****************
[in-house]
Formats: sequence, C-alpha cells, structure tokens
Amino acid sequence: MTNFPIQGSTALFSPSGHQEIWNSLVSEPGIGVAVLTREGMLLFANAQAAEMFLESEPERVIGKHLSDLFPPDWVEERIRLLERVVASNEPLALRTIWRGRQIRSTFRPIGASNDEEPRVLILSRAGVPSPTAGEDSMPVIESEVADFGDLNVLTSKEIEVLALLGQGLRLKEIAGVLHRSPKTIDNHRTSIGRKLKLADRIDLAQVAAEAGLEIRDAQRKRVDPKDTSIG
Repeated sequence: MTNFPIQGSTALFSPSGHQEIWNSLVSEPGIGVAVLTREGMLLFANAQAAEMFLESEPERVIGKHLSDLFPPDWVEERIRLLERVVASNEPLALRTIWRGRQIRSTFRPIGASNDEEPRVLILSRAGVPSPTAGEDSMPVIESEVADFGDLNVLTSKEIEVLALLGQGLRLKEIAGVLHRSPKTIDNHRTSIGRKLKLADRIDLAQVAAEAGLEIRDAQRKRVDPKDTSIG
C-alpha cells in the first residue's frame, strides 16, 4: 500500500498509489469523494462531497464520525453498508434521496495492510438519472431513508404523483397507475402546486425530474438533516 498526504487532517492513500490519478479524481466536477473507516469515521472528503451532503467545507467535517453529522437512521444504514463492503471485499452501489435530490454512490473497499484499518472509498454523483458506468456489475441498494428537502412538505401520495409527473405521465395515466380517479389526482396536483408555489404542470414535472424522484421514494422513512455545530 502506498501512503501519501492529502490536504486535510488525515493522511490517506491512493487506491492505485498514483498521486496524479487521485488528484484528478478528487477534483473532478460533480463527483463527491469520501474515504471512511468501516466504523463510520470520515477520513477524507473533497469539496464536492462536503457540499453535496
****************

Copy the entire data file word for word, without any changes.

[in-house]
Formats: sequence, C-alpha cells, structure tokens
Amino acid sequence: MTNFPIQGSTALFSPSGHQEIWNSLVSEPGIGVAVLTREGMLLFANAQAAEMFLESEPERVIGKHLSDLFPPDWVEERIRLLERVVASNEPLALRTIWRGRQIRSTFRPIGASNDEEPRVLILSRAGVPSPTAGEDSMPVIESEVADFGDLNVLTSKEIEVLALLGQGLRLKEIAGVLHRSPKTIDNHRTSIGRKLKLADRIDLAQVAAEAGLEIRDAQRKRVDPKDTSIG
Repeated sequence: MTNFPIQGSTALFSPSGHQEIWNSLVSEPGIGVAVLTREGMLLFANAQAAEMFLESEPERVIGKHLSDLFPPDWVEERIRLLERVVASNEPLALRTIWRGRQIRSTFRPIGASNDEEPRVLILSRAGVPSPTAGEDSMPVIESEVADFGDLNVLTSKEIEVLALLGQGLRLKEIAGVLHRSPKTIDNHRTSIGRKLKLADRIDLAQVAAEAGLEIRDAQRKRVDPKDTSIG
C-alpha cells in the first residue's frame, strides 16, 4: 500500500498509489469523494462531497464520525453498508434521496495492510438519472431513508404523483397507475402546486425530474438533516 498526504487532517492513500490519478479524481466536477473507516469515521472528503451532503467545507467535517453529522437512521444504514463492503471485499452501489435530490454512490473497499484499518472509498454523483458506468456489475441498494428537502412538505401520495409527473405521465395515466380517479389526482396536483408555489404542470414535472424522484421514494422513512455545530 502506498501512503501519501492529502490536504486535510488525515493522511490517506491512493487506491492505485498514483498521486496524479487521485488528484484528478478528487477534483473532478460533480463527483463527491469520501474515504471512511468501516466504523463510520470520515477520513477524507473533497469539496464536492462536503457540499453535496